8. Lateral skater jumps

Stand tall and shift your weight to your left leg. Push through the ground with your left foot and leap laterally to the right, immediately bending at your right knee and hip to absorb the landing. Simultaneously reach your left leg behind your body and tap it to the floor for stability. Repeat by pushing off your right leg and landing on your left. To make this move easier, remove the jump and simply step and curtsey to each side.

9. High knees in place

Run in place bringing knees up toward chest while using arms to maintain running form. Land softly on your toes and bring the other knee up as high as you can. Stand upright and focus on something higher up on the wall across the room to help maintain balance.

Don’t overdo it!

Especially when starting out try to do a few minutes prior to meals. You can build up from there especially since you will be measuring your results. You may find an every other day routine alternating with a short walk on non HIIT days is a good way to keep from overdoing it.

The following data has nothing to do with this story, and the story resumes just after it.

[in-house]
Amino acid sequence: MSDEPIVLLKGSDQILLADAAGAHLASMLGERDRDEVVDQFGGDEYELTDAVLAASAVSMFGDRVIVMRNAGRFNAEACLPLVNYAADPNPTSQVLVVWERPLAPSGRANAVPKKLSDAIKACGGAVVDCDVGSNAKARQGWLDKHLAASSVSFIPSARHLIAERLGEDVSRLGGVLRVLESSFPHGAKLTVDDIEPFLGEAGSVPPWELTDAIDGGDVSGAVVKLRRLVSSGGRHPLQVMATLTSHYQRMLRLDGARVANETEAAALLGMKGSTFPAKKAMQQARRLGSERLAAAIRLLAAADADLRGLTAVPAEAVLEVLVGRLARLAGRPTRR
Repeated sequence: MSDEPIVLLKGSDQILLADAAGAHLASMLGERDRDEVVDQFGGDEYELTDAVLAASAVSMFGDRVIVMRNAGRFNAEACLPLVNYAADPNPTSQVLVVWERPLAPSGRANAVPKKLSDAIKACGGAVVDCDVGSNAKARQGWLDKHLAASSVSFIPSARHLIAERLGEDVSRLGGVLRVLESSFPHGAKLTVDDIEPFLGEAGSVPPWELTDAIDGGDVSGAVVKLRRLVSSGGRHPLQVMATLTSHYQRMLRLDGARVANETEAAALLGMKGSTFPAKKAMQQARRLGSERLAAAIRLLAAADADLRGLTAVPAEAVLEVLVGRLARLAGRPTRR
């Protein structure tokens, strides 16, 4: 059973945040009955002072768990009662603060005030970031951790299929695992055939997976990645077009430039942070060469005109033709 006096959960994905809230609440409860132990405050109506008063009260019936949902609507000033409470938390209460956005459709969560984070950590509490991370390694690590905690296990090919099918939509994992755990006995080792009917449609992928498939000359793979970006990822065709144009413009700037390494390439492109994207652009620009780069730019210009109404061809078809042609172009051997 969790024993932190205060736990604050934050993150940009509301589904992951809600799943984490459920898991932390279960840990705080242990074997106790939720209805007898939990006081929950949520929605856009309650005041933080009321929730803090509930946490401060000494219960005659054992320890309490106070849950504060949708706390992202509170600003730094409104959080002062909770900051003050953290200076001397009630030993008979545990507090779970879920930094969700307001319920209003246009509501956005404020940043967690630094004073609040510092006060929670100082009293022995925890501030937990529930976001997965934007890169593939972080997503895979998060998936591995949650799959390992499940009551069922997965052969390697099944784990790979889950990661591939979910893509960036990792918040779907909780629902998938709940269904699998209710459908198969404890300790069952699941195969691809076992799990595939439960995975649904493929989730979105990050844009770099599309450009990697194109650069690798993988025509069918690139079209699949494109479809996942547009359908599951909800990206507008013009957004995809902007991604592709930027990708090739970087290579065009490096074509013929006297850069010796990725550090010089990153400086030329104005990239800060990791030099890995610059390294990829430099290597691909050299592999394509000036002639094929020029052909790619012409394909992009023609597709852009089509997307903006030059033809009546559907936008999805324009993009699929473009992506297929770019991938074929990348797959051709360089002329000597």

The great thing is you can rotate through the workouts above and not get bored or burnt out doing the same thing over and over.

Example routine


  • Breakfast: 2 sets of mountain climbers
  • Lunch: 2 sets of high knees
  • Dinner: 2 sets of lateral skater jumps, 2 sets of burpees

Total time spent: 8-10 minutes depending on how long your sets are.


  • Breakfast: 5 minute walk
  • Lunch: push ups x 2 sets 30 seconds each on knees or regular
  • Dinner: Clean house for 10 minutes

The bottom line

The excuses literally go out the window with impressive blood sugar results in such a small timeframe. Exercise paired with a step by step system to tackle the other struggles that go along with prediabetes and type 2 will have you on your way to reversing this disease.